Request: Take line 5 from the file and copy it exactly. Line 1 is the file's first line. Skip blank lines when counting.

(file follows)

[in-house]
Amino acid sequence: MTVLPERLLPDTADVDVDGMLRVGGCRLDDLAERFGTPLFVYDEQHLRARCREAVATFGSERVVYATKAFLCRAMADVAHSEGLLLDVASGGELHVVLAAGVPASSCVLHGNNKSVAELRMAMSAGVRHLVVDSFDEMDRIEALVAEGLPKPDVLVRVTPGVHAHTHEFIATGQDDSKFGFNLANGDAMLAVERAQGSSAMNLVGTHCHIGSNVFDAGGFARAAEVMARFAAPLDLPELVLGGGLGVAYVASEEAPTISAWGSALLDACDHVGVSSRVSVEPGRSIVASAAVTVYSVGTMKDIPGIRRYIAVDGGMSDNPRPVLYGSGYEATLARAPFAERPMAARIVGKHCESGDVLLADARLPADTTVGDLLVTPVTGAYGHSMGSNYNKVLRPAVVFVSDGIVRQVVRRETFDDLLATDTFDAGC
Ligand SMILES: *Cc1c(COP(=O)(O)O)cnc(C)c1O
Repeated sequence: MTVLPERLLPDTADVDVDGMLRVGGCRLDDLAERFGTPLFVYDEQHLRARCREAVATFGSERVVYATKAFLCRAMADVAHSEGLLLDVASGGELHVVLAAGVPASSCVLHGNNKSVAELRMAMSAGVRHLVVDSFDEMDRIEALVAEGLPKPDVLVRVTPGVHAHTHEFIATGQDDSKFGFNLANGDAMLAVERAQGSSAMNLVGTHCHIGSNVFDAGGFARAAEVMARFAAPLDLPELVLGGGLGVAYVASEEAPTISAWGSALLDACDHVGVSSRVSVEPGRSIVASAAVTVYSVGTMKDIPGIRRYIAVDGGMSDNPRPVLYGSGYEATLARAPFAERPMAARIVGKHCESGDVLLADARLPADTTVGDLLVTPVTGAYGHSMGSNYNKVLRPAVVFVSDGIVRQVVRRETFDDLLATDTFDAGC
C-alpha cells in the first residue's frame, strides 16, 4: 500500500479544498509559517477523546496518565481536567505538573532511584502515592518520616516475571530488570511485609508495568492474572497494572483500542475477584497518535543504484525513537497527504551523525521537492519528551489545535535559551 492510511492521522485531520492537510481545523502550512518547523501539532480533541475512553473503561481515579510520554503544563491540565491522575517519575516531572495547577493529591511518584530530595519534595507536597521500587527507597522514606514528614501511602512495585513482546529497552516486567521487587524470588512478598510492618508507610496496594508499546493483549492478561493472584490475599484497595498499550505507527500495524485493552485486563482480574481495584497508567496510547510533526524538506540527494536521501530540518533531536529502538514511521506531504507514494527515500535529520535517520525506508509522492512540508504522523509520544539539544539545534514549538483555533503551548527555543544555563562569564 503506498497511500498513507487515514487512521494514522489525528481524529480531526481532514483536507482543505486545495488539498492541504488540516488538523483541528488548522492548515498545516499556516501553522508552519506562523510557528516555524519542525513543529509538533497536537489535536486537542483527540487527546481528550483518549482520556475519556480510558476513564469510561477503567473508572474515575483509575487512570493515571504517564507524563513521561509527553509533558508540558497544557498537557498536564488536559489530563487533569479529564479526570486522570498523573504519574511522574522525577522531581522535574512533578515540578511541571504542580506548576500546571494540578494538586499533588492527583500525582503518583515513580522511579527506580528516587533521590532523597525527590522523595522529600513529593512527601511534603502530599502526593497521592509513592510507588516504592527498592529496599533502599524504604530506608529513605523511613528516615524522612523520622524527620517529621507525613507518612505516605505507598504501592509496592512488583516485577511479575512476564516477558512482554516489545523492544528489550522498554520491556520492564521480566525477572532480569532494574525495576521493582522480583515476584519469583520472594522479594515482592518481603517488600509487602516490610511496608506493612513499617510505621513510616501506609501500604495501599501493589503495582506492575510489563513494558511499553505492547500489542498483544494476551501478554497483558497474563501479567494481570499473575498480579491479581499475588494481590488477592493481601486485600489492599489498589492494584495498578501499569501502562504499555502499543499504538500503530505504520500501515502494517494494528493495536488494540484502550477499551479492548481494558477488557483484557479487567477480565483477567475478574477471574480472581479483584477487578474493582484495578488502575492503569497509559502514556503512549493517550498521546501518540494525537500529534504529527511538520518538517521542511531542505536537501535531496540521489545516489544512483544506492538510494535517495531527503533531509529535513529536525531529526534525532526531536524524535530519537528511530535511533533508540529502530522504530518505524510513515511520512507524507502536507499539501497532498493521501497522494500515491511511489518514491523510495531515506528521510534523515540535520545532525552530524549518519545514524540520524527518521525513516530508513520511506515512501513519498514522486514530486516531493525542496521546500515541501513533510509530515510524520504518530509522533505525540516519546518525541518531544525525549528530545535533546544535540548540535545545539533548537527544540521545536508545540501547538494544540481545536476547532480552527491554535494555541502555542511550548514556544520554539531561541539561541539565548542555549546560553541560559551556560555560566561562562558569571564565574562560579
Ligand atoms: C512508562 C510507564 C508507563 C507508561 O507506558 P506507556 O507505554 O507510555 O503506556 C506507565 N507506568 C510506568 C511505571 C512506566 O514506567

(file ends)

C-alpha cells in the first residue's frame, strides 16, 4: 500500500479544498509559517477523546496518565481536567505538573532511584502515592518520616516475571530488570511485609508495568492474572497494572483500542475477584497518535543504484525513537497527504551523525521537492519528551489545535535559551 492510511492521522485531520492537510481545523502550512518547523501539532480533541475512553473503561481515579510520554503544563491540565491522575517519575516531572495547577493529591511518584530530595519534595507536597521500587527507597522514606514528614501511602512495585513482546529497552516486567521487587524470588512478598510492618508507610496496594508499546493483549492478561493472584490475599484497595498499550505507527500495524485493552485486563482480574481495584497508567496510547510533526524538506540527494536521501530540518533531536529502538514511521506531504507514494527515500535529520535517520525506508509522492512540508504522523509520544539539544539545534514549538483555533503551548527555543544555563562569564 503506498497511500498513507487515514487512521494514522489525528481524529480531526481532514483536507482543505486545495488539498492541504488540516488538523483541528488548522492548515498545516499556516501553522508552519506562523510557528516555524519542525513543529509538533497536537489535536486537542483527540487527546481528550483518549482520556475519556480510558476513564469510561477503567473508572474515575483509575487512570493515571504517564507524563513521561509527553509533558508540558497544557498537557498536564488536559489530563487533569479529564479526570486522570498523573504519574511522574522525577522531581522535574512533578515540578511541571504542580506548576500546571494540578494538586499533588492527583500525582503518583515513580522511579527506580528516587533521590532523597525527590522523595522529600513529593512527601511534603502530599502526593497521592509513592510507588516504592527498592529496599533502599524504604530506608529513605523511613528516615524522612523520622524527620517529621507525613507518612505516605505507598504501592509496592512488583516485577511479575512476564516477558512482554516489545523492544528489550522498554520491556520492564521480566525477572532480569532494574525495576521493582522480583515476584519469583520472594522479594515482592518481603517488600509487602516490610511496608506493612513499617510505621513510616501506609501500604495501599501493589503495582506492575510489563513494558511499553505492547500489542498483544494476551501478554497483558497474563501479567494481570499473575498480579491479581499475588494481590488477592493481601486485600489492599489498589492494584495498578501499569501502562504499555502499543499504538500503530505504520500501515502494517494494528493495536488494540484502550477499551479492548481494558477488557483484557479487567477480565483477567475478574477471574480472581479483584477487578474493582484495578488502575492503569497509559502514556503512549493517550498521546501518540494525537500529534504529527511538520518538517521542511531542505536537501535531496540521489545516489544512483544506492538510494535517495531527503533531509529535513529536525531529526534525532526531536524524535530519537528511530535511533533508540529502530522504530518505524510513515511520512507524507502536507499539501497532498493521501497522494500515491511511489518514491523510495531515506528521510534523515540535520545532525552530524549518519545514524540520524527518521525513516530508513520511506515512501513519498514522486514530486516531493525542496521546500515541501513533510509530515510524520504518530509522533505525540516519546518525541518531544525525549528530545535533546544535540548540535545545539533548537527544540521545536508545540501547538494544540481545536476547532480552527491554535494555541502555542511550548514556544520554539531561541539561541539565548542555549546560553541560559551556560555560566561562562558569571564565574562560579